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CDC Highlights 10 Notable Health Achievements of Last 10 Years

Wednesday May 25, 2011
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The U.S. Centers for Disease Control and Prevention has named 10 noteworthy public health achievements of the first decade of the 21st century.

“Americans are living longer, healthier, and more productive lives than ever before thanks in part to extraordinary achievements in public health over the past decade,” said CDC Director Thomas R. Frieden, MD, MPH. “However, we can do much more to protect and promote health. Continued investments in prevention will help us and our children live even longer, healthier and more productive lives while bringing down healthcare costs.”

The achievements include:

Vaccine-Preventable Diseases: A number of new vaccines were introduced during the first decade of the 21st century. Two of the most significant were the pneumococcal conjugate vaccine, which has prevented an estimated 211,000 serious pneumococcal infections and 13,000 deaths; and the rotavirus vaccine, which now prevents an estimated 40,000 to 60,000 rotavirus hospitalizations each year.

Prevention and Control of Infectious Diseases: The first decade of the 21st century included a 30% reduction in reported tuberculosis cases in the United States and a 58% decline in central line-associated bloodstream infections. Improvements in lab techniques and technology allowed for easier and more rapid identification of contaminated foods to help control the spread of foodborne illness outbreaks.

Tobacco Control: The number of states with comprehensive smoke-free laws grew from zero in 2000 to 25 states and Washington, D.C., in 2010. In 2009, a new federal cigarette tax took effect, bringing the combined federal and average state excise tax for cigarettes to $2.21 per pack, an increase of 76 cents per pack since 2000.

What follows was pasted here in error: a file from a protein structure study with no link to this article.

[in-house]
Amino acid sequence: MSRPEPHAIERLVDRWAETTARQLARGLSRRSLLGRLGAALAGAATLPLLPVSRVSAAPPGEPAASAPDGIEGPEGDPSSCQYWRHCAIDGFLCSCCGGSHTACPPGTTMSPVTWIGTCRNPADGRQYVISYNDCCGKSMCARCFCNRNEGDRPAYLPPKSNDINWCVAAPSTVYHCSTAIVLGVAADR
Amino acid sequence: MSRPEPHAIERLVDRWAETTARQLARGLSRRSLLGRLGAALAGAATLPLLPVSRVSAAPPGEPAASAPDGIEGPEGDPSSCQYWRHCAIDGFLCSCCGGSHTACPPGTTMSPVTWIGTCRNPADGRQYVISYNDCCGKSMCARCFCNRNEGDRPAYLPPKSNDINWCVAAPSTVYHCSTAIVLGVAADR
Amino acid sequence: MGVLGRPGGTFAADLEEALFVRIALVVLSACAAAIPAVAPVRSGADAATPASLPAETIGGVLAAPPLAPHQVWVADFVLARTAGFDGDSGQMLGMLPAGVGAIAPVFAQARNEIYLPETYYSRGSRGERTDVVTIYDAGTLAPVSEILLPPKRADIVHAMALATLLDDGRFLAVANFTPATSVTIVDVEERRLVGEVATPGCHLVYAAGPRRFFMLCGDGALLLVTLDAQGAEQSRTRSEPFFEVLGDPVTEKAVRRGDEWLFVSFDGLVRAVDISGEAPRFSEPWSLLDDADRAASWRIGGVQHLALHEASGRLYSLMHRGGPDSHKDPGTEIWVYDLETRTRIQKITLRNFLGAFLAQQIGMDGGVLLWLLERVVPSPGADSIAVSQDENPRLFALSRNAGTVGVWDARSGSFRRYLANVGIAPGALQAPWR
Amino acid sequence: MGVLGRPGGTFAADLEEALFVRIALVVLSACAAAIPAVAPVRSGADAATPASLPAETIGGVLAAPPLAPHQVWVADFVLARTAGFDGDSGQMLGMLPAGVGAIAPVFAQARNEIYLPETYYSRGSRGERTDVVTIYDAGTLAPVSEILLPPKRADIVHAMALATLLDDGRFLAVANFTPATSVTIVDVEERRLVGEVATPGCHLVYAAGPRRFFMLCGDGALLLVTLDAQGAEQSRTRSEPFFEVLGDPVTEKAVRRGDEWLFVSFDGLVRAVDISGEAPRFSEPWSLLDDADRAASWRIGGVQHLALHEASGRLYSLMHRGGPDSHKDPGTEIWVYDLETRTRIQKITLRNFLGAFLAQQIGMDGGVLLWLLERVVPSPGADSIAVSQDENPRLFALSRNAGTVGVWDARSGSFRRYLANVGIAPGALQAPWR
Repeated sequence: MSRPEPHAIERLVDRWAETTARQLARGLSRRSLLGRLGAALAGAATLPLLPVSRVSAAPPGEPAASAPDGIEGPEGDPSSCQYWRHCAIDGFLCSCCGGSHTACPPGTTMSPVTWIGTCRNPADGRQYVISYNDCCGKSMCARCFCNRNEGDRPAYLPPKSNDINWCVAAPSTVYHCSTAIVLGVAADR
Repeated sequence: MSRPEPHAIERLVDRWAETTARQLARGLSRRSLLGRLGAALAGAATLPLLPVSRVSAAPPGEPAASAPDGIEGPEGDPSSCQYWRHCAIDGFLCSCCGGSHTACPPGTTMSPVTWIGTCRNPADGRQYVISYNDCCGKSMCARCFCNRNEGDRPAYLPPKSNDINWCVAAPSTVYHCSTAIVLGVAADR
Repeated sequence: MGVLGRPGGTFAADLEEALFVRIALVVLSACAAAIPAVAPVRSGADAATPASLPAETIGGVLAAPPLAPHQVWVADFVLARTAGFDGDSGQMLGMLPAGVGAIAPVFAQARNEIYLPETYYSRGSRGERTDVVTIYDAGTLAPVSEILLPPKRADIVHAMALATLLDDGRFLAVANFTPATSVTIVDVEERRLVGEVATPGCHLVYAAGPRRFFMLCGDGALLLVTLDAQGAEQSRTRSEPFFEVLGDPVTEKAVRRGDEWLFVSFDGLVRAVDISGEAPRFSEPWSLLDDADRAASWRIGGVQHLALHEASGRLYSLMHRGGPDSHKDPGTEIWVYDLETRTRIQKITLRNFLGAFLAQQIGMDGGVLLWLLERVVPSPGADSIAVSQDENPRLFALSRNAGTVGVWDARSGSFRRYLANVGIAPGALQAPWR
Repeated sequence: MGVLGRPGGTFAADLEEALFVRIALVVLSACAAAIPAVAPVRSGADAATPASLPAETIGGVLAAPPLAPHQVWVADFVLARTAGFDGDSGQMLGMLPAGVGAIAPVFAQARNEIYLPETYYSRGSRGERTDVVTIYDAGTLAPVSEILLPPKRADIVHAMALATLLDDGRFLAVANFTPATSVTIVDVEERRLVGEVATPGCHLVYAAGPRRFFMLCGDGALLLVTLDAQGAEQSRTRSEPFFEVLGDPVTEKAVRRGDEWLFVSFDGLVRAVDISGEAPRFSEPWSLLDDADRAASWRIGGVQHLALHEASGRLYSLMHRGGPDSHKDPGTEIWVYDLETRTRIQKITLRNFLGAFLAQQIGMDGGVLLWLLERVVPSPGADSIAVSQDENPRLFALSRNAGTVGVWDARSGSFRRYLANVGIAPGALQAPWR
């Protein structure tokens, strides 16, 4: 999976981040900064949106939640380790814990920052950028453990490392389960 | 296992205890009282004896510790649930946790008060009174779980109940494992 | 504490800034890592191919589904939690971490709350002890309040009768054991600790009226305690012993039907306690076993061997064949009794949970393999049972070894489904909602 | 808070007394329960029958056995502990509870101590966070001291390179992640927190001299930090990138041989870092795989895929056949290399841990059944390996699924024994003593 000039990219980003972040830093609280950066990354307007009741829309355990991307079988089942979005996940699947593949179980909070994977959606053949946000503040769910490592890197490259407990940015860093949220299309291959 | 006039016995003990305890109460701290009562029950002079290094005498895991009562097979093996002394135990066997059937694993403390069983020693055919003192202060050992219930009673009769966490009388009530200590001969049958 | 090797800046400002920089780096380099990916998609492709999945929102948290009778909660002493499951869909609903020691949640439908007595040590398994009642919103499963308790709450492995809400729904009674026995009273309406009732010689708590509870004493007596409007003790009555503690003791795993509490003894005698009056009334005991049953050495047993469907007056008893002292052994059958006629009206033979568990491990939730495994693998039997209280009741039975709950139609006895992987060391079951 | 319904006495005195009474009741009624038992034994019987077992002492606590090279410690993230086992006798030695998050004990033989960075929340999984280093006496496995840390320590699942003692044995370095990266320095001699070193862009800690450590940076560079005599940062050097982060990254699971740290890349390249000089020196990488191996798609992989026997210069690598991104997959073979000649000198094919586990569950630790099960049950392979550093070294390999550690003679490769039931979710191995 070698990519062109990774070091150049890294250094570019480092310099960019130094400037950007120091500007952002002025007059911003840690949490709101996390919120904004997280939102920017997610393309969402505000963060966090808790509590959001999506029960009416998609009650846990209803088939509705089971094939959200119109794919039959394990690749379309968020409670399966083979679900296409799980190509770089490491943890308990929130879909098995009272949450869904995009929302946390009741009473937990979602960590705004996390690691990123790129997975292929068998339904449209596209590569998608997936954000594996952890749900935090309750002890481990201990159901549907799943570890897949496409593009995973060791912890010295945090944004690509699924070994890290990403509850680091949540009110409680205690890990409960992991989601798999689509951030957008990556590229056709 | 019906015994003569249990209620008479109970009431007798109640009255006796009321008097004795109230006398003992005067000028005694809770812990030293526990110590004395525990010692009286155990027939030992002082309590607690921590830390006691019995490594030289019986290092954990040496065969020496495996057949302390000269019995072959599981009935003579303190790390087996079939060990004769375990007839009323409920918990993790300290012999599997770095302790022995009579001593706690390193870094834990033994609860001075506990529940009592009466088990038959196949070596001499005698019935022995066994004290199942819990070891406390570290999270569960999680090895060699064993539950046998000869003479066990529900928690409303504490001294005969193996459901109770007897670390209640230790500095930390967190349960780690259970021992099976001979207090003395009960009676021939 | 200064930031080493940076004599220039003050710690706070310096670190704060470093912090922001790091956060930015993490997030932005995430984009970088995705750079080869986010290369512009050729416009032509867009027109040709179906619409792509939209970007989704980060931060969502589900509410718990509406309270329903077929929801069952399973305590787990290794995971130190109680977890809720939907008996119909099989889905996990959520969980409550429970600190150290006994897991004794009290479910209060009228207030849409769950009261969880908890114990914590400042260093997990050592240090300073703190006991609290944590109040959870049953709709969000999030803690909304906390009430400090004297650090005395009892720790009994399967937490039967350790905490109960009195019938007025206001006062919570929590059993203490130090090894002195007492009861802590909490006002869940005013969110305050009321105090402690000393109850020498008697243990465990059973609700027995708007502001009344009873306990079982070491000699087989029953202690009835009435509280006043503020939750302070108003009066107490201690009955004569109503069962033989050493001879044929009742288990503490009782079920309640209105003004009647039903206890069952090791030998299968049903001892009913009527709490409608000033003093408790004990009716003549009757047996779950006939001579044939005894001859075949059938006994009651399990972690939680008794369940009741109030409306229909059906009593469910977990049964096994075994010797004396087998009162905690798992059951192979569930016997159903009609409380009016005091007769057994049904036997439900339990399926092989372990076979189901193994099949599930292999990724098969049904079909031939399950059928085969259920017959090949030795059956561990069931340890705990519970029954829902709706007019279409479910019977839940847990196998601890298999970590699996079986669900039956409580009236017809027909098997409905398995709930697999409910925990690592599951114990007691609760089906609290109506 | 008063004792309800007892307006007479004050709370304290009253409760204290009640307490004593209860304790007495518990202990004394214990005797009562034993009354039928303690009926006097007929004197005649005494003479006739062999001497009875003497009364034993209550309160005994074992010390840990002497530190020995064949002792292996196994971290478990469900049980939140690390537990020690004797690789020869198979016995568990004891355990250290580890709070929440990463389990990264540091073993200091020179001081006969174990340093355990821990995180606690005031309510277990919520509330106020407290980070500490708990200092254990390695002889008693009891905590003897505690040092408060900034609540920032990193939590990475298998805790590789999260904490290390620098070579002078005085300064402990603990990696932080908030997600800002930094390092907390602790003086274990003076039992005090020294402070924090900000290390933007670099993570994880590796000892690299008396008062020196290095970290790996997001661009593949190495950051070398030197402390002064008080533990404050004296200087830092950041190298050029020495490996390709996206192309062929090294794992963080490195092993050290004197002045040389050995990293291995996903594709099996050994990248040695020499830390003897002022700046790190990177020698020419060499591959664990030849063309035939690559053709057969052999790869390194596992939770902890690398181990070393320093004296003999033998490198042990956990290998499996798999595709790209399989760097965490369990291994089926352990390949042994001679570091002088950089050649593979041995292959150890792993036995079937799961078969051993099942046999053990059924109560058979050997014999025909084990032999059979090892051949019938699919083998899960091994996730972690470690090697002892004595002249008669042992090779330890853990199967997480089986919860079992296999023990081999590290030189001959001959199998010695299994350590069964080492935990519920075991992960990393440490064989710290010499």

Maternal and Infant Health: The past decade has included a 36% reduction in babies born with neural tube defects. This trend largely stems from folic acid fortification of cereal grain products in the United States as well as public health campaigns encouraging women of childbearing age to make sure they get the recommended amounts of folic acid.

Motor Vehicle Safety: From 2000 to 2009, the death rate related to motor vehicle travel dropped from 14.9 per 100,000 people to 11 per 100,000. The injury rate fell from 1,130 per 100,000 people to 722. The decade also included a decline of 49% in pedestrian deaths among children, and a 58% decline in the number of bicyclist deaths

Cardiovascular Disease Prevention: Heart disease and stroke are still among the nation’s leading killers. However, deaths from both diseases declined over the past decade, mainly due to lower smoking rates as well as improvements in treatment, medications and quality of care. Improvements also led to reductions in major risk factors such as hypertension and high cholesterol.

Occupational Safety: The United States has seen significant improvements in working conditions and the risk of workplace-associated injuries during the past decade. Examples of these improvements include patient lifting guidance for U.S. healthcare employees that reduced back injuries among these workers by 35%.

Cancer Prevention: Improvements in screening techniques and strong cancer screening recommendations have led to improved screening rates and a reduction in deaths of 2% to 3% per year from colorectal, breast and cervical cancer. The creation of the National Breast and Cervical Cancer Early Detection Program has reduced disparities by providing breast and cervical cancer screenings to uninsured women.

Childhood Lead Poisoning Prevention: By 2010, 23 states had comprehensive lead poisoning prevention laws compared to just five states in 1990. The percentage of children ages 1 to 5 with elevated levels of lead in the blood has declined from 88.2% in 1980 to under 1% in 2008.

Improved Public Health Preparedness and Response: Much progress has taken place since Sept. 11, 2001, in expanding the capacity of the public health system to respond to public health emergencies and disease outbreaks. Influenza vaccination, along with other public health measures taken during the 2009 outbreak of H1N1, prevented an estimated 5 million to 10 million cases, 30,000 hospitalizations, and 1,500 deaths.

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